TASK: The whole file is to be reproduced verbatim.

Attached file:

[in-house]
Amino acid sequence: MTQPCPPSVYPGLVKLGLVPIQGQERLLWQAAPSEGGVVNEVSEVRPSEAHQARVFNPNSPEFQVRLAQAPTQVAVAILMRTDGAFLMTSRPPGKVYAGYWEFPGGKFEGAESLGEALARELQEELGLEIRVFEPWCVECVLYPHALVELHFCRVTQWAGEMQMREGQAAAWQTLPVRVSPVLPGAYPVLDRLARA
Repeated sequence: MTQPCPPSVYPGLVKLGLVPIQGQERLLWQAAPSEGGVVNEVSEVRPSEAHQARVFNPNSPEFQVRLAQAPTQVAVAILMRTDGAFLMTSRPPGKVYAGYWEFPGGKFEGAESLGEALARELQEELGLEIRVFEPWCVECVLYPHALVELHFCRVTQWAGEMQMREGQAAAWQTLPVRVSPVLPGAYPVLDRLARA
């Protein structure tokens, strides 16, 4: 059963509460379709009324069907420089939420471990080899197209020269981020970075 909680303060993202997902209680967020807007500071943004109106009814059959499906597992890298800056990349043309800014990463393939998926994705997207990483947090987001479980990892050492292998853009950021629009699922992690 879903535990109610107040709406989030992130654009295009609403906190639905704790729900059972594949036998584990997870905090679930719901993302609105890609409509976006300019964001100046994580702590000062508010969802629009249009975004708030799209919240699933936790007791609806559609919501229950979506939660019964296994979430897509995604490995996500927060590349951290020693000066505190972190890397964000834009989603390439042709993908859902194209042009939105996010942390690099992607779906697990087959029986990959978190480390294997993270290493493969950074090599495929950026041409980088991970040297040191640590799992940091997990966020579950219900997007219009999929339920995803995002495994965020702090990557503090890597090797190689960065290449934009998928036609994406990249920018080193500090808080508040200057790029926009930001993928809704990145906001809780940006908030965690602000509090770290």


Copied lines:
[in-house]
Amino acid sequence: MTQPCPPSVYPGLVKLGLVPIQGQERLLWQAAPSEGGVVNEVSEVRPSEAHQARVFNPNSPEFQVRLAQAPTQVAVAILMRTDGAFLMTSRPPGKVYAGYWEFPGGKFEGAESLGEALARELQEELGLEIRVFEPWCVECVLYPHALVELHFCRVTQWAGEMQMREGQAAAWQTLPVRVSPVLPGAYPVLDRLARA
Repeated sequence: MTQPCPPSVYPGLVKLGLVPIQGQERLLWQAAPSEGGVVNEVSEVRPSEAHQARVFNPNSPEFQVRLAQAPTQVAVAILMRTDGAFLMTSRPPGKVYAGYWEFPGGKFEGAESLGEALARELQEELGLEIRVFEPWCVECVLYPHALVELHFCRVTQWAGEMQMREGQAAAWQTLPVRVSPVLPGAYPVLDRLARA
């Protein structure tokens, strides 16, 4: 059963509460379709009324069907420089939420471990080899197209020269981020970075 909680303060993202997902209680967020807007500071943004109106009814059959499906597992890298800056990349043309800014990463393939998926994705997207990483947090987001479980990892050492292998853009950021629009699922992690 879903535990109610107040709406989030992130654009295009609403906190639905704790729900059972594949036998584990997870905090679930719901993302609105890609409509976006300019964001100046994580702590000062508010969802629009249009975004708030799209919240699933936790007791609806559609919501229950979506939660019964296994979430897509995604490995996500927060590349951290020693000066505190972190890397964000834009989603390439042709993908859902194209042009939105996010942390690099992607779906697990087959029986990959978190480390294997993270290493493969950074090599495929950026041409980088991970040297040191640590799992940091997990966020579950219900997007219009999929339920995803995002495994965020702090990557503090890597090797190689960065290449934009998928036609994406990249920018080193500090808080508040200057790029926009930001993928809704990145906001809780940006908030965690602000509090770290």